This was perhaps the worst period of her life. There were problems galore. She shudders to remember those days-- ‘I still lose my sleep when I remember those days. I was almost on my death bed. For ten months I could hardly eat anything. I would throw up everything. I began to lose weight as my body could not digest any food and I would vomit after every two minutes. I had to eat the medicines under supervision only, and would start vomiting right after eating them. This made my condition worse. Moreover, as I could not walk, I would sit on a plastic sheet and drag it to move from one place to another in the house. Even the doctors were not very hopeful of my survival.’ 

On top of these severe side effects of the medicines, her own parents stopped supporting her. They were scared that they too would get the infection from her. It was actually her brother who instigated them to either leave the house and move to the village or send her away; threatening that if any of them got the disease he would not look after them. So they wanted her to leave the house and stay in some hospice or institution along with the kids. They would cover their mouths with masks, although there was no need of it as she had MDR TB of the bones and not pulmonary TB.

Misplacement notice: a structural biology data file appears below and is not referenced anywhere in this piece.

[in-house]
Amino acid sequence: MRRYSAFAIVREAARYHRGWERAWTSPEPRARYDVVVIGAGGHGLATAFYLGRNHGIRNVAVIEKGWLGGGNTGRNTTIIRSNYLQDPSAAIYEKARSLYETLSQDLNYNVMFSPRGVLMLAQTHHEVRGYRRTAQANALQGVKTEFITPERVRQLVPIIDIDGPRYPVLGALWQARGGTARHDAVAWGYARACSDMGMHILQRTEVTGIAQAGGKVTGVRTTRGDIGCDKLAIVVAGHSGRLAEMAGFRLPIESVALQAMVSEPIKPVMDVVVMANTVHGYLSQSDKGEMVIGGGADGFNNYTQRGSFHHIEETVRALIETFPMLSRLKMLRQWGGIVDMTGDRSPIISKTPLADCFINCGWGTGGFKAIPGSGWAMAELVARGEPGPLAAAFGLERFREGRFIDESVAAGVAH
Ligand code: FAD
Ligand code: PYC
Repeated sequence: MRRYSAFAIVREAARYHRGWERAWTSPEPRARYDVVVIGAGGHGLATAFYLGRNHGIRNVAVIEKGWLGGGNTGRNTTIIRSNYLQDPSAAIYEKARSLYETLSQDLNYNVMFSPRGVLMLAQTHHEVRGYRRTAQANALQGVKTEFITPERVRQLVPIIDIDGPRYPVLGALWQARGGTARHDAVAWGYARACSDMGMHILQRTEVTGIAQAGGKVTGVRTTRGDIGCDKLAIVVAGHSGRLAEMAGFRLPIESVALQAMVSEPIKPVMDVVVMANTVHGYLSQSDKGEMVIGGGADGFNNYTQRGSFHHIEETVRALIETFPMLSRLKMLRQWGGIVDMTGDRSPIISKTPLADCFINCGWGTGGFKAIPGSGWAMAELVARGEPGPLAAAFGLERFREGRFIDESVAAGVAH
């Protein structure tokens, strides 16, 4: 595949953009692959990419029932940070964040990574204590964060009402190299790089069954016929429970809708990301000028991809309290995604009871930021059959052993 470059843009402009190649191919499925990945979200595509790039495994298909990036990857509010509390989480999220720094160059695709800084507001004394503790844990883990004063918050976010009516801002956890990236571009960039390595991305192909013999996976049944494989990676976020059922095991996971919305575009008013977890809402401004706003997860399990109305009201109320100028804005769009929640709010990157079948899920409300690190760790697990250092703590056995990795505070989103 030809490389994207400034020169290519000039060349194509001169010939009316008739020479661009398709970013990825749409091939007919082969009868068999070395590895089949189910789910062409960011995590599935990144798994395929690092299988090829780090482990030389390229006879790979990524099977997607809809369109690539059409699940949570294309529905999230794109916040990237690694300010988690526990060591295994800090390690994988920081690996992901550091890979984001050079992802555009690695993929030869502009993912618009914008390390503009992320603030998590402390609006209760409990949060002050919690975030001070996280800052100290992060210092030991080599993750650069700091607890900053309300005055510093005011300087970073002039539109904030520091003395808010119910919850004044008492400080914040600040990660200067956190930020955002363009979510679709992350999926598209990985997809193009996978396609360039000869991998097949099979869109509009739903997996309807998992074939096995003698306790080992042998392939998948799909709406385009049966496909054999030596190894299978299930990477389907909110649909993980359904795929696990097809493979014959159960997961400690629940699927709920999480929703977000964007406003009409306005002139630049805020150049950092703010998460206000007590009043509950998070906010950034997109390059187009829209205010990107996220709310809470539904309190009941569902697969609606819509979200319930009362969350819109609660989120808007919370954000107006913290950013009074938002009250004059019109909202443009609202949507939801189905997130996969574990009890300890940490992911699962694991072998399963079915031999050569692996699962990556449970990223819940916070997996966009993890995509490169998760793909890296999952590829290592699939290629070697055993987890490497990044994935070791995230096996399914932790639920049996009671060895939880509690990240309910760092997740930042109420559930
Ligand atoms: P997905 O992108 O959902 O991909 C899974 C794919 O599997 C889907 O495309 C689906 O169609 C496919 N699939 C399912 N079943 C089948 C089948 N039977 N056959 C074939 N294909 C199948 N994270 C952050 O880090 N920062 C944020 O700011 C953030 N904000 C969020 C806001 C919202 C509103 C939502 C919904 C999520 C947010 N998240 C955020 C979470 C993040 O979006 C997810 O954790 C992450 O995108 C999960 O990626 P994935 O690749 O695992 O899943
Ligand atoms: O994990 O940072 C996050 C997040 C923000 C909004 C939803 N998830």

‘I thought that if this is their behavior when I am alive, how I could expect them to look after my children when I am not there. I knew I had to live for my kids as there would be nobody to take care of them if I was gone. So, I continued and managed to finish my 18 months’ treatment of MDR TB for the sake of my children because I wanted to live for my kids. Once my MDR treatment was over, I immediately started feeling better. My appetite returned and my weight started increasing. My thinking also became positive. I had got a new lease of life, and I was determined to live it fully. I could now live for my children and do some work.’